About three weeks ago, Nokia arranged for ICS to gain access to the Raspberry Pi board so that we could help with an exploratory open source effort to get Qt working on this platform. That is how I got my chance to hack some code for this amazing board. The idea was to get a bleeding edge version of Qt 5 to run and to experience first hand hardware accelerated QSceneGraph based QML. And indeed bleeding edge it is - but also blazing fast. Now, first things first:
We have all by now heard of Raspberry Pi, the newest entry into the world of dessert named geek toys. Actually we are talking real hardware here, cheap, feature-rich and really compact hardware. Given that we are looking at a hardware accelerated eglfs driver it is an ideal platform to test out Qt 5 and see how fast it can be on relatively low end hardware.
Raspberry Pi's ARM6(V11) chip can easily be tamed with CodeSourcery's ARM tool-chain. Donald Carr had already explored this before and we simply followed him around until he elaborated on his instructions. (See http://labs.qt.nokia.com/2011/10/03/chasing-the-raspberry-pi-dragon-opengl-es2-accelerated-qt-pi/). It sure helps if he is standing next to you (that man never sits down). Cross compiling Qt has not changed much in recent years and the process is still valid for Qt 5 - no big surprises there in the end.
The bigger surprise came with the realization that there was no keyboard input when we ran our first chunk of QML code in QSGViev (this one's about to be renamed btw.).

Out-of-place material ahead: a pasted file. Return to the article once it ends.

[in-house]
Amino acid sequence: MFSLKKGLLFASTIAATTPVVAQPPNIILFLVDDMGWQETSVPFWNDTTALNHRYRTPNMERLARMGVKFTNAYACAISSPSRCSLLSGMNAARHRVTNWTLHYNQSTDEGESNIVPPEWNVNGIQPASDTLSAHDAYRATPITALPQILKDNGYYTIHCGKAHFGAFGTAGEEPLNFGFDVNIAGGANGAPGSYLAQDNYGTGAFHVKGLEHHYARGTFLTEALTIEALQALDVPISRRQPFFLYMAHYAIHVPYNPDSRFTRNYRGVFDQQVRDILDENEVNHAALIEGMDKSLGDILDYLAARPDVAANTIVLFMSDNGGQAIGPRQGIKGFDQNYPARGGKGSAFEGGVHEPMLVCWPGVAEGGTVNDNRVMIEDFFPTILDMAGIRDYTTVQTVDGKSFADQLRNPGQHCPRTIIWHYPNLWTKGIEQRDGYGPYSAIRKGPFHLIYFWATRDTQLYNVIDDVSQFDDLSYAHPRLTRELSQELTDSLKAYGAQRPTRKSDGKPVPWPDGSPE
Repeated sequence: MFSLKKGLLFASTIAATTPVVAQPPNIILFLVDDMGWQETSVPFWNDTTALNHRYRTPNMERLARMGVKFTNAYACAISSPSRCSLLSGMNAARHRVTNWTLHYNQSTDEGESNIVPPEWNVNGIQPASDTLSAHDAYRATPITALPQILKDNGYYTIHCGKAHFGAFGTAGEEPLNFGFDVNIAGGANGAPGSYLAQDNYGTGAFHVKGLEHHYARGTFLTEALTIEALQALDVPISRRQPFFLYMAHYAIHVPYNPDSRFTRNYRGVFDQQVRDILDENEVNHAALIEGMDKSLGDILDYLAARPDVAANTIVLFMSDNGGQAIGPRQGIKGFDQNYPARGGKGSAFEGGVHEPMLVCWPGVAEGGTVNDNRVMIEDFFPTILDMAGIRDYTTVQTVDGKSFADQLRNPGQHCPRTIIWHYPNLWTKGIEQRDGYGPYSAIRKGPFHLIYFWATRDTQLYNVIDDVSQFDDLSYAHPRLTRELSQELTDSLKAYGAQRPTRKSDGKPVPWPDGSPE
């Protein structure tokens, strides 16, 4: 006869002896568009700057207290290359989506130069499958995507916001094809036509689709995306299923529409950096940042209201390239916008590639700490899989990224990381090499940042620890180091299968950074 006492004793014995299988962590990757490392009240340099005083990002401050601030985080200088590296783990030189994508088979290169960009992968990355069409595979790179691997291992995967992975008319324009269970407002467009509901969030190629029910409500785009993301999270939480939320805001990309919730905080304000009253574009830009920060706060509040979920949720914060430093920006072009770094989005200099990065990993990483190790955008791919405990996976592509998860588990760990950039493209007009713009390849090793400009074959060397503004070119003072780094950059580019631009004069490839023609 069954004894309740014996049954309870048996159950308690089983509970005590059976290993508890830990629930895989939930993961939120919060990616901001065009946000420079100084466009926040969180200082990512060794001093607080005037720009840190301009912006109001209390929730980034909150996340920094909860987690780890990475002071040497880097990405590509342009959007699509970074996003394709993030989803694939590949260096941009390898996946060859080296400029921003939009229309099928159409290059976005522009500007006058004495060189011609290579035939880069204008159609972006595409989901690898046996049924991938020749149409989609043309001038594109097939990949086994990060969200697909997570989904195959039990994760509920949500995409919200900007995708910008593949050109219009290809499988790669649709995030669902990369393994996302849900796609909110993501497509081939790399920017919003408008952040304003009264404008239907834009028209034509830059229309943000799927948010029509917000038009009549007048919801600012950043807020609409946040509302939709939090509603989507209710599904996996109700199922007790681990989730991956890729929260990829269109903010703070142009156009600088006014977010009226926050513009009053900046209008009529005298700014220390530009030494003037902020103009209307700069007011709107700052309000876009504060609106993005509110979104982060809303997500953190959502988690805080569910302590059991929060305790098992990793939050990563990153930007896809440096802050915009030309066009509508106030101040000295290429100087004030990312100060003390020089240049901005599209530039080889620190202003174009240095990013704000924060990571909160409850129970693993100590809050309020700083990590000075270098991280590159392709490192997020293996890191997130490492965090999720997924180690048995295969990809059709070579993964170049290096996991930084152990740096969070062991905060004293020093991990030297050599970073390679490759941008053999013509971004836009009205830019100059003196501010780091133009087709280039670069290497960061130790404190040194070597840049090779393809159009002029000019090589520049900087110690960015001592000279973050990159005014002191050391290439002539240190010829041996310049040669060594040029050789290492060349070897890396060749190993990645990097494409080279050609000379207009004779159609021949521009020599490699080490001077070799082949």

Well - modular architecture right? There should be some code in qtbase/src/plugins/generic/linuxplugin but all we could find was a mouse driver. So we spun back the big time wheel (aka gitorious) and went back to good ole QWS where we found something that resembled what we needed. The code in QWS's qkbd_qws.[cpp,h] was refactored, a few mysteries were fixed and the resulting shiny new keyboard driver was moved into its new home.
But wait there is more:
The old driver has the device nodes hardwired (/dev/input/event2) - go figure - sometimes you would be getting your keyboard events from your mouse or whatever device might just be assigned to this node. That's not really how we want to start our relationship with the new Qt 5 development process and so we implemented proper device detection via libudev.
The magical moment came when we were finally able to type the words: Hello World into a TextEdit and saw the fruits of our labor appear - ah the possibilities.
I will followup shortly with another entry where I describe how you can also get this keyboard code and try it out for yourself.
Meanwhile, if you are interested, one of my colleagues (Roland Krause) should be talking about this work at the Qt Contributor day. Or alternatively, stop by the ICS booth at DevDays Munich and take a look at what has been accomplished.